Wednesday, 28 September 2011

The Dark Side of Love 2: De Clerambault’s Syndrome and other disorders

Afflicted by love's madness all are blind. Sextus Propertius

Psychotic or delusional disorders
These can manifest in two basic ways:

Morbid jealousy (also known as Othello Syndrome) is when a person holds a strong delusional belief that that their spouse or sexual partner is being unfaithful in the absence of any actual evidence.

Jealousy is a very common emotion, but when jealousy is entirely baseless then it can become pathological in nature. This can range along a spectrum between essentially normal feelings of jealousy, perhaps arising from an individual’s basic sense of insecurity or personal inadequacy, through to full blown psychotic illness.

Morbid jealousy is likely to take the form of constantly checking what the person’s partner is doing at any time of the day. The person may look on their partner’s mobile phone to see who they’ve been ringing or texting. They may interrogate them during the evening about what they’ve been doing, who they’ve been talking to.

This can be obsessional, but essentially non-psychotic in nature and therefore amenable to treatment, in which case, a talking therapy such as Cognitive Behavioural Therapy, can be effective in tackling and addressing the individual’s personal insecurities and anxieties. However, if it is truly delusional in nature, then it can be much more difficult to treat. It can also extend into stalking behaviour.

De Clerambault’s Syndrome (also known as erotomania) is a delusional belief that the person is in love with another, and that that love is reciprocated. This seems to occur most commonly in women. Usually, the subject of the person’s attention is only a casual acquaintance, and the affection is entirely unreciprocated. This belief can also lead to stalking behaviour.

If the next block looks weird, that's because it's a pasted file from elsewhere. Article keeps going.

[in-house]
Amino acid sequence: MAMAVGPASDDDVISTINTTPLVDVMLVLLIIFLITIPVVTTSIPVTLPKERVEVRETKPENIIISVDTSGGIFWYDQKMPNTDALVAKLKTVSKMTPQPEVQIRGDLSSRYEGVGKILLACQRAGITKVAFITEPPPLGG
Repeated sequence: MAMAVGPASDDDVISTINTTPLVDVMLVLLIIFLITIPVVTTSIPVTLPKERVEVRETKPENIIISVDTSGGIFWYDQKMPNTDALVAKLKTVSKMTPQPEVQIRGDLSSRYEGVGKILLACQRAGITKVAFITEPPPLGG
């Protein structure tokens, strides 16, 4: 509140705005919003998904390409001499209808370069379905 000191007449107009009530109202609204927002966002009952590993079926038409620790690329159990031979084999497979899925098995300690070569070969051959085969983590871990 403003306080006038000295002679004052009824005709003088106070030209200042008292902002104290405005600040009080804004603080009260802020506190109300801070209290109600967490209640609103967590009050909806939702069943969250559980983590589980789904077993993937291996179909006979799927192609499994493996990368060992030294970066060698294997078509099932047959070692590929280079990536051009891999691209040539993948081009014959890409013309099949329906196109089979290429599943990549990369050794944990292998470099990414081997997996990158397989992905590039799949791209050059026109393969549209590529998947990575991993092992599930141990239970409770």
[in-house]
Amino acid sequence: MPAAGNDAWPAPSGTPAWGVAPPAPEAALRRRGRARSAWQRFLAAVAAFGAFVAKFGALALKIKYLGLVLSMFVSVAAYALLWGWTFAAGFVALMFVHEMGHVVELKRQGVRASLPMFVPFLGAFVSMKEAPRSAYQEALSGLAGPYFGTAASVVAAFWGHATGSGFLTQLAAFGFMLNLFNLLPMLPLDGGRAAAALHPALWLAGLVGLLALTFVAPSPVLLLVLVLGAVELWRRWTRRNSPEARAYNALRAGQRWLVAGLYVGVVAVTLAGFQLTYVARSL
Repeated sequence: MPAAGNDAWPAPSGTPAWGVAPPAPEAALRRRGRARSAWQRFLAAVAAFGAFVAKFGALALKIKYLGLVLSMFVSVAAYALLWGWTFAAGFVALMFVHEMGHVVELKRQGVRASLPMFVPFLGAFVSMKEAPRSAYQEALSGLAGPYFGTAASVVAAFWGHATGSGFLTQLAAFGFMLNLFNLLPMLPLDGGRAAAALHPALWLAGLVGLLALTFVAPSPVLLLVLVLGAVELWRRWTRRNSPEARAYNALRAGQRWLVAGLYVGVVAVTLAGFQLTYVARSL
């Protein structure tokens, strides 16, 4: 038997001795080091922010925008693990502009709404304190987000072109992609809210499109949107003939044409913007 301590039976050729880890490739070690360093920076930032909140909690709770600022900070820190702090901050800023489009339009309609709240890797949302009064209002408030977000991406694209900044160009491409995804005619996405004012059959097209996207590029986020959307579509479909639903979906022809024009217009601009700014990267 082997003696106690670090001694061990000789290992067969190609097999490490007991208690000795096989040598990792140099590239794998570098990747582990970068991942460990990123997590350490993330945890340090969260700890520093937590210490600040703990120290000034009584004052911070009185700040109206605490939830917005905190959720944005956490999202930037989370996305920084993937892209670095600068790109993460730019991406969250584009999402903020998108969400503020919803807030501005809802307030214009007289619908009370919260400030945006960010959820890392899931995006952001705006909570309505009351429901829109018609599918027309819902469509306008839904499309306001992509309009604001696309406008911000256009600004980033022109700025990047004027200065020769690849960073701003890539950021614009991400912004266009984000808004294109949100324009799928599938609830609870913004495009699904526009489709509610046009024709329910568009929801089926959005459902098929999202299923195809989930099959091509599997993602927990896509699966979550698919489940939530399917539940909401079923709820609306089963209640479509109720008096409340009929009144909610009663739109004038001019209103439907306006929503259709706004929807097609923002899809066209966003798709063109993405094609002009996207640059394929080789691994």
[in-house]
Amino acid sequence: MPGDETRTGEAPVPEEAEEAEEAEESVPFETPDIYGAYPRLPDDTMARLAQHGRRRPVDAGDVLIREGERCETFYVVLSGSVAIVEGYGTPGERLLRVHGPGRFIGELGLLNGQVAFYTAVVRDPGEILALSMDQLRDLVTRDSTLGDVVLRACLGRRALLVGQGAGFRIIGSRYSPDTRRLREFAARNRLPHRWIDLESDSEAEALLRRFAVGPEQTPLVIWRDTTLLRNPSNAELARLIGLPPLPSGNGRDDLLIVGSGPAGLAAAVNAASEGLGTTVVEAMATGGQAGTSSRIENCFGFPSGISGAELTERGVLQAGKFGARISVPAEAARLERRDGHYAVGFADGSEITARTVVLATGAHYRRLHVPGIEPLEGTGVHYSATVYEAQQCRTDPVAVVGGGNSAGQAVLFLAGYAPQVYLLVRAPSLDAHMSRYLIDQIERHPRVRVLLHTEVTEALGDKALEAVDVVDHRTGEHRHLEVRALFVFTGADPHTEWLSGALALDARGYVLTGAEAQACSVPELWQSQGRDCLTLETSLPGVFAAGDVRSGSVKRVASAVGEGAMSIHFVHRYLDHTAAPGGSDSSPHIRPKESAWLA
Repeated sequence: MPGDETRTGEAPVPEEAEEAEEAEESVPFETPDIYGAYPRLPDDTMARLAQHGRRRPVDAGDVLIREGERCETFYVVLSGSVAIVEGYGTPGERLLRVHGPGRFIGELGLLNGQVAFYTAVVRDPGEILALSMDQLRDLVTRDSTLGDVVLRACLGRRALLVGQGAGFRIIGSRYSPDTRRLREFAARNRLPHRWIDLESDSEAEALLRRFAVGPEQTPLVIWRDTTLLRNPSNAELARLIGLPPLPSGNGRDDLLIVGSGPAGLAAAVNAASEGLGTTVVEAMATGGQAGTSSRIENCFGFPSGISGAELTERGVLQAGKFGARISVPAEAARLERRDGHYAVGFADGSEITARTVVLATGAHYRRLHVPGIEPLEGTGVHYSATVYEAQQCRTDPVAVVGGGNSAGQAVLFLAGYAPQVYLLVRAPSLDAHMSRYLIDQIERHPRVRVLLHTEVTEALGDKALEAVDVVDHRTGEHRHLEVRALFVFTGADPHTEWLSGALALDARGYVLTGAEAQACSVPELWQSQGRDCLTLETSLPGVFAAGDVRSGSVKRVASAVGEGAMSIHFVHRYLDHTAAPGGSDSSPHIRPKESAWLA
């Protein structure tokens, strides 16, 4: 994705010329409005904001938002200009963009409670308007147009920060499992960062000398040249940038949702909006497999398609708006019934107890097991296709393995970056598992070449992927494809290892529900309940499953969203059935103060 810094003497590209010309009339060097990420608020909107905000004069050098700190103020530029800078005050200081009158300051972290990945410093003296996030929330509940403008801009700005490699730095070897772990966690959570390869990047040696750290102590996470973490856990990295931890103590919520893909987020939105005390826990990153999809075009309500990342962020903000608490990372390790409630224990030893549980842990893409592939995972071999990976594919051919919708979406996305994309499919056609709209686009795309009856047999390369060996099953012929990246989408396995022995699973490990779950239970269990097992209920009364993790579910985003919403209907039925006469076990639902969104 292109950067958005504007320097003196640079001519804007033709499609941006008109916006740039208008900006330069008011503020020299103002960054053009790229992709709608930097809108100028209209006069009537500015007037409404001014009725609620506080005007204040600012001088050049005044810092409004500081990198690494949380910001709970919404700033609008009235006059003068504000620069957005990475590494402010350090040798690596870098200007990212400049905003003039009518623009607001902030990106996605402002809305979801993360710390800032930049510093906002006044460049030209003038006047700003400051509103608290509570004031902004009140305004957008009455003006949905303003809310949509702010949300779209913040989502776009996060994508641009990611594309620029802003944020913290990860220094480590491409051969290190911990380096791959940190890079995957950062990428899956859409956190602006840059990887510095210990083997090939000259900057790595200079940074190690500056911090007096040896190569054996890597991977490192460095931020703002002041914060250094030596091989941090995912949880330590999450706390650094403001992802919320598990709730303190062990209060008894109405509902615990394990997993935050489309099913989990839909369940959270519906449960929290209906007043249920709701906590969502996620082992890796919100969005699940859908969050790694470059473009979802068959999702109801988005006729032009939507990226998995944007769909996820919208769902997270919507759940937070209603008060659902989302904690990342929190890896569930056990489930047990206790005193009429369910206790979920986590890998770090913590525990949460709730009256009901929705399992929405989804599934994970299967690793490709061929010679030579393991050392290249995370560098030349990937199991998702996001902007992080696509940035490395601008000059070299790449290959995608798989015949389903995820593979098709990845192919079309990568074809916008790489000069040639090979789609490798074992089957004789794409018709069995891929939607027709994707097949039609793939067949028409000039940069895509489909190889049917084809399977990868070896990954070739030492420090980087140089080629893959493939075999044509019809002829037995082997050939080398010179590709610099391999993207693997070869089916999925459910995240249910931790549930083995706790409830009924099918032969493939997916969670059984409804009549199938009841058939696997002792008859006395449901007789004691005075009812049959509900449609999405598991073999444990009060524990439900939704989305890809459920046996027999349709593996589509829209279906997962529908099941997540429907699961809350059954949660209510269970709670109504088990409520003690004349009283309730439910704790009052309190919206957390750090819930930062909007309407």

(Isn’t it curious how so many syndromes and disorders are named after people with unusual or glamorous names? Gaetan Gatian De Clerambaut was a French psychiatrist practising in the early years of the 20th century who specialised in hallucinations and delusions and first described the syndrome in the 1920’s. “De Clerambaut’s Syndrome” almost onomatopoeically seems to describe the symptoms. What if Stanley Boggis had discovered it? Or John Woodcock?)

I’ve known Sian for nearly 10 years now. She provides an interesting illustration of both these disorders. Sian was in her late 20’s when she first came to the attention of psychiatric services. She has first assessed in the court cells about 12 years ago, having been arrested for harassment of her ex-husband and his partner. Although this assessment was inconclusive, there were approaching a dozen further incidents of harassment over the next 6 months.

Things finally came to a head when she was arrested after being found hiding in the wardrobe of her ex-husband’s bedroom, having broken into his house. She was arrested on suspicion of burglary, and assessed by a psychiatrist in police cells, who recommended an assessment under Sec.35 MHA. Following this assessment, she was detained in hospital from the Magistrates Court under Sec.37.

I first became involved with Sian when she appealed to the Hospital Managers against her detention. It is a comparatively little known aspect of the Mental Health Act that, although a patient cannot appeal to a Tribunal against Sec.37 in the first 6 months of detention, they do have the right to appeal to the Managers of the hospital, who can, if they wish, discharge the patient.

I had to provide a social circumstances report and appear at the Hearing. This is when I discovered her story.